Making Sense of Azure Functions Routes

When you initialise a new HTTP trigger function using the Azure Functions CLI, you are prompted for the name for your function. This name is used for the folder within your project but also the name of the function itself. There are also some default configuration settings for the URI that will be used when you publish your FunctionApp.

Route Prefixes

When you create Azure Functions project which has HTTP endpoints all function routes by default are prefixed with api e.g. myFunctionProject/api/<functionName>. This is fine for most cases, but it can be confusing as it is not very descriptive.

You can however customise this URI route within your Azure Functions project so that it can be more useful.

Changing the Route Prefix

Within your PowerShell Azure Functions project you have a host.json file which contains the settings for your Functions project.

Full docs on the host.json file can be found here: host.json reference for Azure Functions 2.x and later.

You can customize or remove the prefix using the extensions.http.routePrefix property in the host.json file.

Below is an example of how to remove the route prefix from your functions by setting the routePrefix property to an empty string:

  "extensions": {
    "http": {
      "routePrefix": ""

Given that there is no real need to have a pre-defined route prefix I tend to do this on most of my projects to make the URI’s easier to read and distinguish from each other, especially when there are multiple functions within the project.

Changing the Route of your Functions

Now that you have removed the routePrefix from your host.json file, you also have the option to customise your functions route on a per function basis.

Below is an example of how to change the route for a specific function by setting the route property in the function.json file:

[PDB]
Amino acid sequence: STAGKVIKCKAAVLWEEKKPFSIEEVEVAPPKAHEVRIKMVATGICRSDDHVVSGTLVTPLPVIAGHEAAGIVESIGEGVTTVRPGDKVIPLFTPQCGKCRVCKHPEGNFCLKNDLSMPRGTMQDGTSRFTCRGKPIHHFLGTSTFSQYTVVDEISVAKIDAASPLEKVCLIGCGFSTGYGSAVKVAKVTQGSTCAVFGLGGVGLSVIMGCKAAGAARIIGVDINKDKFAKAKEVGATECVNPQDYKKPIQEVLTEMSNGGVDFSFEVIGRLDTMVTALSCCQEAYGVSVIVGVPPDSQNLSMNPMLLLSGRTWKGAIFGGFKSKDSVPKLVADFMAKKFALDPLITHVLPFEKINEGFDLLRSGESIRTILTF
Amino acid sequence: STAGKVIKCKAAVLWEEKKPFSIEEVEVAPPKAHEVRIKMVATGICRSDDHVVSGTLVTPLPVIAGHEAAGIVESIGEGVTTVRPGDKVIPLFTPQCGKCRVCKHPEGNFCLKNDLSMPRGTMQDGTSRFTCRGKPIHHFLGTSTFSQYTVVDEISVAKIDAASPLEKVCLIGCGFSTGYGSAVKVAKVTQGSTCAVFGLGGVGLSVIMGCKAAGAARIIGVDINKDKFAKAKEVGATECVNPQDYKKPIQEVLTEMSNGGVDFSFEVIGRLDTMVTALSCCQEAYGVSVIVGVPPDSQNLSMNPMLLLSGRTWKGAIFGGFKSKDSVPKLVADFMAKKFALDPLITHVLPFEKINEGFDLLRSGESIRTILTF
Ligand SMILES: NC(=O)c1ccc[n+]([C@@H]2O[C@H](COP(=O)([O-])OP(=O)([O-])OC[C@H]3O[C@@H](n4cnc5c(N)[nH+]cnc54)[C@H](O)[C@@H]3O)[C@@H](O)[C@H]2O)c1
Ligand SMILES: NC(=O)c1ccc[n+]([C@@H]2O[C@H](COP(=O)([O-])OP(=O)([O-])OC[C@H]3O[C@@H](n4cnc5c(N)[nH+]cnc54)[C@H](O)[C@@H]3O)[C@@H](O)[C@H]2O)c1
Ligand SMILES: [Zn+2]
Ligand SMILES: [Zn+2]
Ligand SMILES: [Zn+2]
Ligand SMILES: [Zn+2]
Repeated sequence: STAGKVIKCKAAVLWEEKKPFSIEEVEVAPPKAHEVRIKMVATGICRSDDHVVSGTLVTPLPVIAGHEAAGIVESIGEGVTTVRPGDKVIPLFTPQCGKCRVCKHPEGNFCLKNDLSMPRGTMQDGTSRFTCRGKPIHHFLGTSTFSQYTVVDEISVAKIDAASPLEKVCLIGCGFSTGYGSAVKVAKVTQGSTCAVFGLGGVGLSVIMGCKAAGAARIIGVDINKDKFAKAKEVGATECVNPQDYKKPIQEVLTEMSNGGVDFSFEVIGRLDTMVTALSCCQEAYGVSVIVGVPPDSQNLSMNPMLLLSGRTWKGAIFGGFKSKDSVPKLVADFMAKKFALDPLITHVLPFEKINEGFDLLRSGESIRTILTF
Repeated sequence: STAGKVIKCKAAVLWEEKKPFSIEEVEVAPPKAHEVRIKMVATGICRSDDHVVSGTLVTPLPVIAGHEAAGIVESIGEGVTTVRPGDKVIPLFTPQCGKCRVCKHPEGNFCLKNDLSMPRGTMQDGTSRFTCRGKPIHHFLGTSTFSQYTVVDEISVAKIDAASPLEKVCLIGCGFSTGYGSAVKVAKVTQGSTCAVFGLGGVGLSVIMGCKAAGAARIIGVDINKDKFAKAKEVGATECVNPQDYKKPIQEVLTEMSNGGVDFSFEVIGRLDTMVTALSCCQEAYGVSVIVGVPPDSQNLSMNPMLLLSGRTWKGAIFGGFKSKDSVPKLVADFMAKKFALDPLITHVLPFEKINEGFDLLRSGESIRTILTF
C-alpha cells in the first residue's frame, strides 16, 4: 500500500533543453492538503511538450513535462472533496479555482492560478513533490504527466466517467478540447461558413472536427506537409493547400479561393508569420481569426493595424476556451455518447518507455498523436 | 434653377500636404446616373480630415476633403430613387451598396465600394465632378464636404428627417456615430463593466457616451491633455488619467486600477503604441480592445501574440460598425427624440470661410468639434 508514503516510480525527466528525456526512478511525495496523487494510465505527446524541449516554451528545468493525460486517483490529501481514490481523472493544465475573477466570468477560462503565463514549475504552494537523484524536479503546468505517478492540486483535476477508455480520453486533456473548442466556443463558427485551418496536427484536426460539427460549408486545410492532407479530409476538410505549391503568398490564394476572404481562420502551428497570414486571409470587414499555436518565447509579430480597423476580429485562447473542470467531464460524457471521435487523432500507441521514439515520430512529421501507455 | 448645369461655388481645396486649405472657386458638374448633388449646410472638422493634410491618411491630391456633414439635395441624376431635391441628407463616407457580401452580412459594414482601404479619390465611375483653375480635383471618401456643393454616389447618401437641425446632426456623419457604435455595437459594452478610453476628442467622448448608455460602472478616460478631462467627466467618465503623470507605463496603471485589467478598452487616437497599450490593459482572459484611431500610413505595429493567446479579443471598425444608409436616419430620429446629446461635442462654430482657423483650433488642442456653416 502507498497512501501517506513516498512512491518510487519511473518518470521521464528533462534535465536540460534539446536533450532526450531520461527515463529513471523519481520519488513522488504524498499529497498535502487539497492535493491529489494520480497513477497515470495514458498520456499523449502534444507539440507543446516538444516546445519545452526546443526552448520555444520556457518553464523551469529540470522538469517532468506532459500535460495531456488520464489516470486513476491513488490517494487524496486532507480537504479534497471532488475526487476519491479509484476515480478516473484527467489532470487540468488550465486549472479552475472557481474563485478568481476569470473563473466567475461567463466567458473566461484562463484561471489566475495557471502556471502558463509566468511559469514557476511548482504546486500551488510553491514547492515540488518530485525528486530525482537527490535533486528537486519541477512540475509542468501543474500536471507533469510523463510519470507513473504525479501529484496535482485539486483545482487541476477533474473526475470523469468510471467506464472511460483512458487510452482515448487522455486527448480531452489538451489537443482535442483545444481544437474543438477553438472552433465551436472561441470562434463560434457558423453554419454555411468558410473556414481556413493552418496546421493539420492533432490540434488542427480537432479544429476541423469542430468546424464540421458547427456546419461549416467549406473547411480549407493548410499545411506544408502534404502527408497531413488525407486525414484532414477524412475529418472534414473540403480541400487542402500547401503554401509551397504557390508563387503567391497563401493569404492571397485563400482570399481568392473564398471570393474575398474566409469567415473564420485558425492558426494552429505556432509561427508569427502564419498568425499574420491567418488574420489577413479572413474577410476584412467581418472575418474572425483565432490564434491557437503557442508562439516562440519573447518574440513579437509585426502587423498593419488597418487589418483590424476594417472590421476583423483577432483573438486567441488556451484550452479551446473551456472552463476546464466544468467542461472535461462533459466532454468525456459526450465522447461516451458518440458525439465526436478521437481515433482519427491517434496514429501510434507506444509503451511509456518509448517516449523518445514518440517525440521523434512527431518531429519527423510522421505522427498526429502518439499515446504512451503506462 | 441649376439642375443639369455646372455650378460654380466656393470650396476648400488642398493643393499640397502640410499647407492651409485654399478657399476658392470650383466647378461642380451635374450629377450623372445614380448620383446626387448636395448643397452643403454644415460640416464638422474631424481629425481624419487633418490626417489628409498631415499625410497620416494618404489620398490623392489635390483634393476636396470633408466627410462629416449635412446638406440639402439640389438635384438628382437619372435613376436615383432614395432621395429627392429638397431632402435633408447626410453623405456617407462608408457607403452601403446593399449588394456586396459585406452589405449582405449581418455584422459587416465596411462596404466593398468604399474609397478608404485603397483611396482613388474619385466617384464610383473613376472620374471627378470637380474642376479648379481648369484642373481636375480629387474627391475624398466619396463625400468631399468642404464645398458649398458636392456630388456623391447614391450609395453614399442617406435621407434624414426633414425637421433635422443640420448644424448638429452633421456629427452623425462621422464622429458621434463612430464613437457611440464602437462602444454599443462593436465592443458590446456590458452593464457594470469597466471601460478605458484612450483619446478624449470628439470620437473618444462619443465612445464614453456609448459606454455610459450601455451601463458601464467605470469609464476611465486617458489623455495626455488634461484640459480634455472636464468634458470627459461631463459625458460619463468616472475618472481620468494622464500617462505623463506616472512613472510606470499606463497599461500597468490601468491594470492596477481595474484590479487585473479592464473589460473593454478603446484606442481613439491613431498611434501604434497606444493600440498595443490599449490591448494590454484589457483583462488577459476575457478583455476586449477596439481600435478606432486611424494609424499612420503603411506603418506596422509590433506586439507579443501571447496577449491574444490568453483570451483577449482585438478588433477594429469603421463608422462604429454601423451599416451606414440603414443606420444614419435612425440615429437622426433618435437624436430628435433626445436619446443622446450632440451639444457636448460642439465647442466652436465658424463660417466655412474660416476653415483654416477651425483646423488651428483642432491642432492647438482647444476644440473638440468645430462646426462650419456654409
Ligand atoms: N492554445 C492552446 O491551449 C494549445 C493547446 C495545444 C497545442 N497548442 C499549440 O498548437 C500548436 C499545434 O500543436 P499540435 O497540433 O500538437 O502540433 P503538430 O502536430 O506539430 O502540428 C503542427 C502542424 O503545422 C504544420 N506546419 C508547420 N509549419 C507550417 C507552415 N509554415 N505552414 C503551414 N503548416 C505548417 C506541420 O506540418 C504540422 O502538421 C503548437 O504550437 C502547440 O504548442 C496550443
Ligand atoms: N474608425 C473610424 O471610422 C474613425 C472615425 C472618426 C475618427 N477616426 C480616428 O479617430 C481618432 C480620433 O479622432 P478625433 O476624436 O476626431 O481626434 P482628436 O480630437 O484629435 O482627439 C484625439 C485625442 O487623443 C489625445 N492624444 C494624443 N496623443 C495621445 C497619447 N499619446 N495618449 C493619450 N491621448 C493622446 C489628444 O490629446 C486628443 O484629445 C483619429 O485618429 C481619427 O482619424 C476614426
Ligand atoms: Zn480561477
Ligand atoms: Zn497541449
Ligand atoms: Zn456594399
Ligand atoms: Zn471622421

"bindings": [
      "authLevel": "function",
      "type": "httpTrigger",
      "direction": "in",
      "name": "Request",
      "methods": [
      "route": "descriptiveFunctionName"
      "type": "http",
      "direction": "out",
      "name": "Response"

This allows you greater control over the URI for your function and makes it more descriptive.

If I start a local debug of a basic HTTP function you can see the changes you have made to the route prefix and function route:





Why does it really matter?!

In this contrived example there’s no real need to change the route prefix or the function route but if you have a project which has multiple functions with similar names you may want to change the route to group specific functions together.

For example you could have multiple functions within your project and you want to define the route to coincide with the METHOD of the HTTP request for each function.

Elaborate Example of multiple HTTP Endpoints


This blog post shows you some of the basic changes you can make to the route prefix and function route within your Azure Functions project.

There are some other cool things that you can do with routes within your functions projects which I will cover in a follow up post soon.